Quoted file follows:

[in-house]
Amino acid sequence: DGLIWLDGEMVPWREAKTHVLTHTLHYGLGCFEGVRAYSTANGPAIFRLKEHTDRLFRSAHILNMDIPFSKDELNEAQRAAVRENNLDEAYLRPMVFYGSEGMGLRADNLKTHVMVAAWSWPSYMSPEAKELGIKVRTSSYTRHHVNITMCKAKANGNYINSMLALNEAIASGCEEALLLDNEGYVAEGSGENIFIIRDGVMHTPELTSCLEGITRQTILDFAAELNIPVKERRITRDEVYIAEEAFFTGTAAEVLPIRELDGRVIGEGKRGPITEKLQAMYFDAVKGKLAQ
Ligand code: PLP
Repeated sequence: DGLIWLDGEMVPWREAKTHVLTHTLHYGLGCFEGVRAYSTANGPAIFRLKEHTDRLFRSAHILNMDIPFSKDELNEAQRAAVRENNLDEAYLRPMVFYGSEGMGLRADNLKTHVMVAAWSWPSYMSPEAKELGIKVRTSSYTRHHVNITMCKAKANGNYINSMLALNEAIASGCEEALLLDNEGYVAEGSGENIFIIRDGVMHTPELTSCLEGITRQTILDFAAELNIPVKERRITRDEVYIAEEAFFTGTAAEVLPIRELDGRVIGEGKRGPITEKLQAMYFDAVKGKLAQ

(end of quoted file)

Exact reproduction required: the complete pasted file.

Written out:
[in-house]
Amino acid sequence: DGLIWLDGEMVPWREAKTHVLTHTLHYGLGCFEGVRAYSTANGPAIFRLKEHTDRLFRSAHILNMDIPFSKDELNEAQRAAVRENNLDEAYLRPMVFYGSEGMGLRADNLKTHVMVAAWSWPSYMSPEAKELGIKVRTSSYTRHHVNITMCKAKANGNYINSMLALNEAIASGCEEALLLDNEGYVAEGSGENIFIIRDGVMHTPELTSCLEGITRQTILDFAAELNIPVKERRITRDEVYIAEEAFFTGTAAEVLPIRELDGRVIGEGKRGPITEKLQAMYFDAVKGKLAQ
Ligand code: PLP
Repeated sequence: DGLIWLDGEMVPWREAKTHVLTHTLHYGLGCFEGVRAYSTANGPAIFRLKEHTDRLFRSAHILNMDIPFSKDELNEAQRAAVRENNLDEAYLRPMVFYGSEGMGLRADNLKTHVMVAAWSWPSYMSPEAKELGIKVRTSSYTRHHVNITMCKAKANGNYINSMLALNEAIASGCEEALLLDNEGYVAEGSGENIFIIRDGVMHTPELTSCLEGITRQTILDFAAELNIPVKERRITRDEVYIAEEAFFTGTAAEVLPIRELDGRVIGEGKRGPITEKLQAMYFDAVKGKLAQ